In September, I was honored to attend The Plantrician Project’s Plant-Based Nutrition Healthcare Conference. It was inspiring to be among so many practitioners from around the world stepping beyond conventional medicine to learn about incorporating nutrition and lifestyle into their practices.
The goal of the annual event, now in its 10th year, is to educate practitioners on the mounting science of food as medicine; equip them with practical tools for successful business models; and to share proven strategies that empower clients to make changes in their day-to-day lives.
This is no small task for most medical doctors. The information is far beyond the limited nutrition they learned in medical school and the conventional system is not touting this science. Plus, there are no reimbursement codes for discussing lifestyle changes with patients, so they are not financially compensated. But many in this group are working to change that.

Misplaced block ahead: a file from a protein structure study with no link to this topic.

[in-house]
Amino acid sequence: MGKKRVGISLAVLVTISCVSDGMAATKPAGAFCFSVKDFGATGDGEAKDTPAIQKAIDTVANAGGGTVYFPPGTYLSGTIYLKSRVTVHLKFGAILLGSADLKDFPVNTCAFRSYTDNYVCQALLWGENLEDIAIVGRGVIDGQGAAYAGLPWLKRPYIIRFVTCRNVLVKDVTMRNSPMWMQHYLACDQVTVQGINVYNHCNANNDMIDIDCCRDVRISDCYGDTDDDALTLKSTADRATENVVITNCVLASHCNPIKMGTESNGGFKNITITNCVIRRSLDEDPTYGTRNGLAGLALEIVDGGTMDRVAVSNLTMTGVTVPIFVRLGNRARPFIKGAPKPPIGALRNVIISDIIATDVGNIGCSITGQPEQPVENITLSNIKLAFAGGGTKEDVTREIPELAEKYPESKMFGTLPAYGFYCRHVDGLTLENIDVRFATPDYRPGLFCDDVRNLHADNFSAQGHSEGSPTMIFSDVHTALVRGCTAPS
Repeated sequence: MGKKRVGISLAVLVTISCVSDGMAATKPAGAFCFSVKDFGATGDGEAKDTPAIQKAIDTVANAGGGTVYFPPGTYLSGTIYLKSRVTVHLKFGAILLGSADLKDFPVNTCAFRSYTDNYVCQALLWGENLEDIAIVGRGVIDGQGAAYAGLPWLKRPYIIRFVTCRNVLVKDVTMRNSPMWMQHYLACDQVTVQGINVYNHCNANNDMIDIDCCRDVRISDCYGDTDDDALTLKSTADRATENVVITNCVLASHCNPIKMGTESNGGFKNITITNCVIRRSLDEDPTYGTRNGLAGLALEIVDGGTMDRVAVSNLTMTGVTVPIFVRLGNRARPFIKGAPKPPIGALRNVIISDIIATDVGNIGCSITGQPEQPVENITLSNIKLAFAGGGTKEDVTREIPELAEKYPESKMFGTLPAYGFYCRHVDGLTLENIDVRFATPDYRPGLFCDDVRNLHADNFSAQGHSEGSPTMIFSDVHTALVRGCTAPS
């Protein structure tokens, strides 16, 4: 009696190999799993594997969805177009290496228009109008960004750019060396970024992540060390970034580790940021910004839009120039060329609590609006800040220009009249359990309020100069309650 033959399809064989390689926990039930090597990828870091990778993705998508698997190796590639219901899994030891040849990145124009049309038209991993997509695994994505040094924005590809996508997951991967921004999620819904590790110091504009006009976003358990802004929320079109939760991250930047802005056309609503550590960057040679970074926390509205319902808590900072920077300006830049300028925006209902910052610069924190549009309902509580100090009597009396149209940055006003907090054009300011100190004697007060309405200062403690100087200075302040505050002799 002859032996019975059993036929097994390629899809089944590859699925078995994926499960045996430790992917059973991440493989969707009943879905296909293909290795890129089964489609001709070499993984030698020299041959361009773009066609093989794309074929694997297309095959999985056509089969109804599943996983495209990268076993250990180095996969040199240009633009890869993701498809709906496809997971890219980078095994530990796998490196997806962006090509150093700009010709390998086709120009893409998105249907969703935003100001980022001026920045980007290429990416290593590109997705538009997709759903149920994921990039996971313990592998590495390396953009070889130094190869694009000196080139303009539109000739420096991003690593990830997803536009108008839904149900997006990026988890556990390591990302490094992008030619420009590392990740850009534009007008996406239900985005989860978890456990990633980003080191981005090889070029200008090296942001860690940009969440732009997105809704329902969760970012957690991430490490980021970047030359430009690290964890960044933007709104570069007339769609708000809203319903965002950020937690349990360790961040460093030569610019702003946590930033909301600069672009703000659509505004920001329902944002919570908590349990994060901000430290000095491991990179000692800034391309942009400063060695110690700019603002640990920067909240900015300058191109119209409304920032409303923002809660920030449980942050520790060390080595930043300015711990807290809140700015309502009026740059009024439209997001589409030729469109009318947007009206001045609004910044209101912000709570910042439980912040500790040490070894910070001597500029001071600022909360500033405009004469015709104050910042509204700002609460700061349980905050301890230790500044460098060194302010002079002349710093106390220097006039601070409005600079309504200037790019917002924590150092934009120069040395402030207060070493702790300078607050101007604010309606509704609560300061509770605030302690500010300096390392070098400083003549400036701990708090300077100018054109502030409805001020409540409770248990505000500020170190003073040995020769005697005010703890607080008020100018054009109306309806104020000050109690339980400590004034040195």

The conference featured lifestyle medicine pioneers including Dean Ornish, MD, whose intervention diet for coronary disease is now reimbursable by Medicare and many private insurers; T. Colin Campbell whose 2004 book The China Study propelled much of the conversation on what and what not to eat; the Cleveland Clinic’s Caldwell Esselstyn, MD whose decades of work on reversing disease has been highly decorated; Hans Diehl, DrHSc, founder of the Lifestyle Medicine Institute who, as the Clinical Professor of Lifestyle Medicine at Loma Linda University’s School of Medicine, is teaching the next generation; and many more.